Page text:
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May 28, 2024

Researchers create dispersion-assisted photodetector to decipher high-dimensional light

Posted by in categories: materials, physics

Our is capable of demonstrating high spectral resolution and accurate reconstruction of full-Stokes polarization states in both theoretical and experimental settings. Precision detection of high-dimensional information by our photodetector, such as a two-color laser field with different polarization states or broadband reflection from a gold interface exhibiting varying states, is achieved beyond the capabilities of commercial polarimeter and spectrometer.

Additionally, this approach can be extended to imaging applications by sandwiching the film with a commercial microlens array and sensor array to realize ultra-compact high-dimensional imager, said Assistant Professor Chunqi Jin from the Changchun Institute of Optics, Fine Mechanics and Physics (CIOMP) of the Chinese Academy of Sciences.

Looking ahead, Prof. Wei Li envisions that ultra-broadband detection can be achieved by integrating broadband commercial photodetectors; the detection resolution can be further improved by using , metasurfaces, and two-dimensional materials instead of existing thin film schemes; and the detection capability can be stepped up in higher dimensions by integrating functionalities such as , and distance measurement.

May 28, 2024

NASA Unveils Game-Changing Infrared Cameras for Earth and Space Exploration

Posted by in categories: innovation, space travel

Innovative infrared sensors developed by NASA increase resolution for Earth and space imaging, promising advancements in environmental monitoring and planetary science.

A newly developed infrared camera featuring high resolution and equipped with a range of lightweight filters has the potential to analyze sunlight reflected from Earth’s upper atmosphere and surface, enhance forest fire alerts, and uncover the molecular composition of other planets.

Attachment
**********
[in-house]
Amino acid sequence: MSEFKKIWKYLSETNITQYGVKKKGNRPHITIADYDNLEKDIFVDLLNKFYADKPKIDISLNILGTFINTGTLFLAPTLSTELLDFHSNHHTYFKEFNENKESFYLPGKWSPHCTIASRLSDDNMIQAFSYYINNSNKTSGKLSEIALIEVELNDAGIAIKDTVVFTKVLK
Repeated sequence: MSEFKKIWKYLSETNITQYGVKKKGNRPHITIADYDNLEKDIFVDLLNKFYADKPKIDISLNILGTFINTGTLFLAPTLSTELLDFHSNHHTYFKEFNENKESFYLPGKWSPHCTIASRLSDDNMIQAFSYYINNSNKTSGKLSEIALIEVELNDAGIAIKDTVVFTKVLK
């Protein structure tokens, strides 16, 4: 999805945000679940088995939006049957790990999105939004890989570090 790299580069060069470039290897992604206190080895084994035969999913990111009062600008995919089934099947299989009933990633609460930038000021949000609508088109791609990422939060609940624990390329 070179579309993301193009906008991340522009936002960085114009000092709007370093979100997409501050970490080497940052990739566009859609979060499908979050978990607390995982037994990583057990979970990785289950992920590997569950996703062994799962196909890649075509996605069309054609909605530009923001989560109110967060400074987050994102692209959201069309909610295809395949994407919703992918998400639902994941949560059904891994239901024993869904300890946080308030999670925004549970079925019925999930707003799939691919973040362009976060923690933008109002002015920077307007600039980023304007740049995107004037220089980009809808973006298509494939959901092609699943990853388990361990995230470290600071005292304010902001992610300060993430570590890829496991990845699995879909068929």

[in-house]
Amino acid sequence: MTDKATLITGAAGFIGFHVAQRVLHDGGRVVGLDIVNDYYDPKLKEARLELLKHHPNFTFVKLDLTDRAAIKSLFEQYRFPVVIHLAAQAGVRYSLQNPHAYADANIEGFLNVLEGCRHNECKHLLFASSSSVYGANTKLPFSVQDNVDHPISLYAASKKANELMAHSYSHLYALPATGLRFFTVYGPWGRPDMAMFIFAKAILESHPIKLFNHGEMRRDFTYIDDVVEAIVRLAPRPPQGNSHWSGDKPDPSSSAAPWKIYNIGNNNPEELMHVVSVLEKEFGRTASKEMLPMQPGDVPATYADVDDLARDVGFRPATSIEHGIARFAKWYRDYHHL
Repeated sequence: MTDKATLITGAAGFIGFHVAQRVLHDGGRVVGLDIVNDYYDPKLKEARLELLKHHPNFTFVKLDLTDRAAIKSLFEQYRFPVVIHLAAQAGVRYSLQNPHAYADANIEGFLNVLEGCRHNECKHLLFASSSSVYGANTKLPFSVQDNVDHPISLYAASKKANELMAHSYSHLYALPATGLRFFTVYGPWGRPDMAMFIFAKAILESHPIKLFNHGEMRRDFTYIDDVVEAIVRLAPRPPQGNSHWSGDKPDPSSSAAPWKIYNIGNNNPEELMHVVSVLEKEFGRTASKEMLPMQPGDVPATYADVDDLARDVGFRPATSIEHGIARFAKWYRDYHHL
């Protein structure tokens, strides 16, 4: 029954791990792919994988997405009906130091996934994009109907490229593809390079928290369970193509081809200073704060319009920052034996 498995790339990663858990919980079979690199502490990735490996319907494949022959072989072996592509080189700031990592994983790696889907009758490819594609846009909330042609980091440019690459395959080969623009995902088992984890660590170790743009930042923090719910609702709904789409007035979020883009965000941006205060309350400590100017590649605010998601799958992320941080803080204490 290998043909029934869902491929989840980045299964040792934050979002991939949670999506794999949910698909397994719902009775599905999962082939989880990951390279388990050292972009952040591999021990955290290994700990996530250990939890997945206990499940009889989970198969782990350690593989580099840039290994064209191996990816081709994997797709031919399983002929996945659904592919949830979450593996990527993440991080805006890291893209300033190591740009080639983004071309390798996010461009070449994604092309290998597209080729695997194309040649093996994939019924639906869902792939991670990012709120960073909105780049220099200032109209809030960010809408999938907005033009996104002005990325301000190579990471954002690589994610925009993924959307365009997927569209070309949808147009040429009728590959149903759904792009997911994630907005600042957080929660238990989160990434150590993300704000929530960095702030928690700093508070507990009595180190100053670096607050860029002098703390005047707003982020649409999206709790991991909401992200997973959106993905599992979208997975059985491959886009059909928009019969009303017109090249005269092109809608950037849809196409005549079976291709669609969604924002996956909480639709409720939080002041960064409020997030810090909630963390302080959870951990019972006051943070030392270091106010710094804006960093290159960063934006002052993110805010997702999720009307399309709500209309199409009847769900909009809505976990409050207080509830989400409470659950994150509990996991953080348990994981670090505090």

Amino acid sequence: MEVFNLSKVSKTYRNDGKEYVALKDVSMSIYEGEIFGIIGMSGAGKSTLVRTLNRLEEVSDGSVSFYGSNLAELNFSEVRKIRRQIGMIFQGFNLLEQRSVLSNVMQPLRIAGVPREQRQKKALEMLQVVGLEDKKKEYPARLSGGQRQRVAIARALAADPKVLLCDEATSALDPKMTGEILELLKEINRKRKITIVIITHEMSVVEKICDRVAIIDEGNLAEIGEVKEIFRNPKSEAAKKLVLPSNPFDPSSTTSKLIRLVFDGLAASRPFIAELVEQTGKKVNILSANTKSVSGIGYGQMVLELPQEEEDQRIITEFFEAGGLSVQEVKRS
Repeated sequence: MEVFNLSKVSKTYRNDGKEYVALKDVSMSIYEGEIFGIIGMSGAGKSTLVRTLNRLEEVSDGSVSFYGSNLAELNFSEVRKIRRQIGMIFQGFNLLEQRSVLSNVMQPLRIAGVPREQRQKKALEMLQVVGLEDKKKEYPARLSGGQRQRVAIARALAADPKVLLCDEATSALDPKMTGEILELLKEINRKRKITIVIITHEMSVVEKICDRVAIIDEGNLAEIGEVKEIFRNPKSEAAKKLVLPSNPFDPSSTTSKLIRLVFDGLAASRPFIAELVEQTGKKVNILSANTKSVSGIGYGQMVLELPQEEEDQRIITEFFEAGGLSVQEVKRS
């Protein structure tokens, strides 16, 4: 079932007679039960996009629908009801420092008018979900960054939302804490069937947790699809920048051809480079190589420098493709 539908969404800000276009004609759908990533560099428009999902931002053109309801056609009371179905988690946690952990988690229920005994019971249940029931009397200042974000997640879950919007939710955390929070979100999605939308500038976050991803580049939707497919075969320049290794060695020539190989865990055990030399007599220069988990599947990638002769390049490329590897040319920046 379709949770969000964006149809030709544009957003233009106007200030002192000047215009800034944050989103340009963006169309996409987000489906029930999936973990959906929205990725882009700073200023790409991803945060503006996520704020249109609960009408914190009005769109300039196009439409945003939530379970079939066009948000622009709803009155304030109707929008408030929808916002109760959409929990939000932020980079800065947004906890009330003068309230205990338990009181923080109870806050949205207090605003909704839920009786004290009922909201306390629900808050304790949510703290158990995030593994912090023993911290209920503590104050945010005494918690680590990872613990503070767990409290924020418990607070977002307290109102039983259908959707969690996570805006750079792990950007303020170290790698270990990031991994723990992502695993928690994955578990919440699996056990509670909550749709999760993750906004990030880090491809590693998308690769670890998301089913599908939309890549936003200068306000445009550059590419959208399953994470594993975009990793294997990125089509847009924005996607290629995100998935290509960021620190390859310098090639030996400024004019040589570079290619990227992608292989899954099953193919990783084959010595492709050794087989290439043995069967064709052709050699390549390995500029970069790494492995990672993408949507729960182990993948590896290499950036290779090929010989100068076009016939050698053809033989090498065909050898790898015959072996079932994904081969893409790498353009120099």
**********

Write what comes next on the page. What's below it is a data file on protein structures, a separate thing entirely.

These cameras are equipped with sensitive, high-resolution strained-layer superlattice sensors, originally developed at NASA’s Goddard Space Flight Center in Greenbelt, Maryland, funded through the Internal Research and Development (IRAD) program.

May 28, 2024

The Quantum Twist: Unveiling the Proton’s Hidden Spin

Posted by in categories: computing, particle physics, quantum physics

New research combining experimental and computational approaches provides deeper insights into proton spin contributions from gluons.

Nuclear physicists have been tirelessly exploring the origins of proton spin. A novel approach, merging experimental data with cutting-edge calculations, has now illuminated the spin contributions from gluons—the particles that bind protons. This advancement also sets the stage for three-dimensional imaging of the proton structure.

Joseph Karpie, a postdoctoral associate at the Center for Theoretical and Computational Physics (Theory Center) at the U.S. Department of Energy’s Thomas Jefferson National Accelerator Facility, led this groundbreaking research.

May 28, 2024

Scientists Pinpoint Main Cause of Sensory Hypersensitivity in Autism

Posted by in categories: biotech/medical, genetics, neuroscience

Sensory hypersensitivity in mice with the Grin2b gene mutation found in patients is related to hyperactivity of the anterior cingulate cortex (ACC) and hyperconnectivity between the ACC and other brain regions. Credit: Institute for Basic Science.

Director Kim Eunjoon states, “This new research demonstrates the involvement of the anterior cingulate cortex (ACC), which has been known for its deep association with cognitive and social functions, in sensory hypersensitivity in autism.”

The hyperactivity of the ACC was also associated with the enhanced functional connectivity between the ACC and other brain areas. It is believed both hyperactivity and the hyperconnectivity of the ACC with various other brain regions are involved with sensory hypersensitivity in Grin2b-mutant mice.

May 28, 2024

New Research Reveals That Exercise Can Rewire Brains and Erase Traumatic Memories

Posted by in categories: biotech/medical, genetics, health, neuroscience

Enhanced neuron growth in the hippocampus, achieved through exercise or genetic methods, aids mice in forgetting strong, maladaptive memories, offering potential for new treatments for PTSD or drug addiction.

Researchers at the University of Toronto, Canada, and Kyushu University, Japan, discovered that enhancing neuron production and subsequently altering neural connections in the hippocampus—through exercise or genetic intervention—enables mice to forget memories associated with trauma or drugs. The findings, reported in the journal Molecular Psychiatry, could offer a new approach to treating mental health conditions like post-traumatic stress disorder (PTSD) or drug addiction.